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In a tale of secret engagements and ignoring professional rules, a recent decision by the 7th Circuit Court of Appeals put one Wisconsin inmate's marriage plans on hold. John Nigl, who has been incarcerated since 2001 on a 100-year sentence for intoxicated homicide, requested permission to marry his former prison psychologist, Dr. Sandra Johnston. Unsurprisingly, prison officials (and the courts) were not inclined to approve the marriage.
Nigl met Johnston in 2013 when Johnston was employed at Waupun Correction Institution as a prison psychologist. For nearly two years, Johnston provided psychological services to inmates at the facility, including Nigl. On Johnston's last day of work at Waupun, in 2015, Nigl kissed her. And despite both prison and professional rules forbidding it, the two began a romantic relationship via emails, phone calls, and letters.
Johnston eventually returned to her work at Waupun, but even though she filed a "fraternization policy exception request" to allow contact with Nigl she did not disclose the nature of her relationship with him. She never told her supervisor that not only was she in a relationship with Nigl, but they were also engaged. The Wisconsin Department of Corrections learned of the relationship in October 2015 and terminated Johnston. In subsequent visitation requests, Johnston still referred to Nigl as a "friend." But, the warden wasn't buying it.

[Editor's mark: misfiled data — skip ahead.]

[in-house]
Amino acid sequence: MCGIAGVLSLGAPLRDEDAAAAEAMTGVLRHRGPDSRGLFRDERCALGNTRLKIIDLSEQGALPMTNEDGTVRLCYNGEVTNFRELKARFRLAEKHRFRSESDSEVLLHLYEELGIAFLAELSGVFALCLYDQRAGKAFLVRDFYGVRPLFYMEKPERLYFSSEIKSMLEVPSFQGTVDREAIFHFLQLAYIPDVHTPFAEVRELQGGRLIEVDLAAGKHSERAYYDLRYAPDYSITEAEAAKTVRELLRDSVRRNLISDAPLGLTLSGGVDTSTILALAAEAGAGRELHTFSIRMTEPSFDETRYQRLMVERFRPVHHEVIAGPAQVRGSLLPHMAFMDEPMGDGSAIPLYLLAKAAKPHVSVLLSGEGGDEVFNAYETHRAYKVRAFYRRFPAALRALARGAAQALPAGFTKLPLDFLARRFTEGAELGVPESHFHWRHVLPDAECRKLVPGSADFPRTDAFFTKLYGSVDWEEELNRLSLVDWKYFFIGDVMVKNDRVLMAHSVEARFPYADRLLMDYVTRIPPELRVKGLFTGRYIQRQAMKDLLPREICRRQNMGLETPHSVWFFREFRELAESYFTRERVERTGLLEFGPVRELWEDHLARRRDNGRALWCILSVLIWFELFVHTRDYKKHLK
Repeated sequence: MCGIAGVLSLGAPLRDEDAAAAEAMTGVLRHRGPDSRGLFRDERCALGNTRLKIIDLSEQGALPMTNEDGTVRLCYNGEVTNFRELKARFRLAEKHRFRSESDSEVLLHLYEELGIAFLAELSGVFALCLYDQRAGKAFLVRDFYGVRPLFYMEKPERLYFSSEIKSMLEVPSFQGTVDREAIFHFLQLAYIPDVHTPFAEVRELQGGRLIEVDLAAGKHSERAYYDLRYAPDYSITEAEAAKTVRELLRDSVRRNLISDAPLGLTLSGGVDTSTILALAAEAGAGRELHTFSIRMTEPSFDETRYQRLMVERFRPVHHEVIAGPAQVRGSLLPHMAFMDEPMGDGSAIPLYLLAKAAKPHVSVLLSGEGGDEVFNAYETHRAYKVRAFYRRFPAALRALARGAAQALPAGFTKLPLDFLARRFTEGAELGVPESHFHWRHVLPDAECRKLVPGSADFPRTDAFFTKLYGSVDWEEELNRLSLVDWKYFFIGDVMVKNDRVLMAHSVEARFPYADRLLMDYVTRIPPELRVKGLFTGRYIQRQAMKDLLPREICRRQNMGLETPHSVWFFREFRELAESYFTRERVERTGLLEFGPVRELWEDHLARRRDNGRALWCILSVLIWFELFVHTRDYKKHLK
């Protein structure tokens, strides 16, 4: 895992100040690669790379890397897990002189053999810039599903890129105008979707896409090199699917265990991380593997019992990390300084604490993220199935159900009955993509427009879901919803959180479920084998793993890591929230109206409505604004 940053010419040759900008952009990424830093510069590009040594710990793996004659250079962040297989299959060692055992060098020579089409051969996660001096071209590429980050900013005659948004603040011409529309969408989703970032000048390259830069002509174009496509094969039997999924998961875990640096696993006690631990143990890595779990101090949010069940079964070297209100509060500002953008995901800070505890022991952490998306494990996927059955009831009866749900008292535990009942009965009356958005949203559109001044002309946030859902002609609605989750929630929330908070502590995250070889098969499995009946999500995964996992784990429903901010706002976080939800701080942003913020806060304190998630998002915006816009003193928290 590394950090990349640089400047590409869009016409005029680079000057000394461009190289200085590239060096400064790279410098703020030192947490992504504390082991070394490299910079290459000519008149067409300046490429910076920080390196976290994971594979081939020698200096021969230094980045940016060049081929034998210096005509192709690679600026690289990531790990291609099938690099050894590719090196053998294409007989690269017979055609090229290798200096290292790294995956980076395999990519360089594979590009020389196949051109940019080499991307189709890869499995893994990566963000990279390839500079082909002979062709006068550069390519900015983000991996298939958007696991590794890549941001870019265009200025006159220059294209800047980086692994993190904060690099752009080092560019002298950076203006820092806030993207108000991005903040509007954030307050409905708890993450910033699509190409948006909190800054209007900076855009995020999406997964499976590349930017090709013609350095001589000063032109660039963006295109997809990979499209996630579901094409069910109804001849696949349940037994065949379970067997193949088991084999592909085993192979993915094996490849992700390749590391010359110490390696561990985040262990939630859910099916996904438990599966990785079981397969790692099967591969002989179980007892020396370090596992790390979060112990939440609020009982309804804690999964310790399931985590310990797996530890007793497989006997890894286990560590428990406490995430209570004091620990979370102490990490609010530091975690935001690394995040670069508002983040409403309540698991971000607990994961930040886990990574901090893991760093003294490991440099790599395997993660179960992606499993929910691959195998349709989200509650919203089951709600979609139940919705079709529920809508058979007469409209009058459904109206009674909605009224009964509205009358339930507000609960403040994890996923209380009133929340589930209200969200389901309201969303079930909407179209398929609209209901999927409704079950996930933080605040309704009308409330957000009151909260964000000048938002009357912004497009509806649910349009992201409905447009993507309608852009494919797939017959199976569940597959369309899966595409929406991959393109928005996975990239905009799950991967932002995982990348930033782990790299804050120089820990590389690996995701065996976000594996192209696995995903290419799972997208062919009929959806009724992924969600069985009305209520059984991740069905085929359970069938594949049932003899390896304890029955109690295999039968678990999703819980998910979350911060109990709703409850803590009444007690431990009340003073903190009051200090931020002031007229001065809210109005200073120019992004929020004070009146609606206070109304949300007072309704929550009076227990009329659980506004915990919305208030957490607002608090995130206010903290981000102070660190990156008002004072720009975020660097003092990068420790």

In the investigations that followed, the Department of Corrections uncovered letters, cards, and photos from Johnston in Nigl's cell. As it turned out, Johnston had been sending letters and nude photos under an alias - and had used a fake name to call the prison and engage in phone sex with Nigl.
When prison officials denied Nigl's request to marry Johnston, the two filed suit under 42 U.S.C. Section 1983, alleging the violation of their fundamental right to marry.
However, Wisconsin law prohibits psychologists from engaging in romantic or sexual contact with a current client or anyone to whom they have provided professional services within the last two years. Moreover, the pattern of deceit the two engaged in led the 7th Circuit to find that prison officials were within their rights to deny the marriage.
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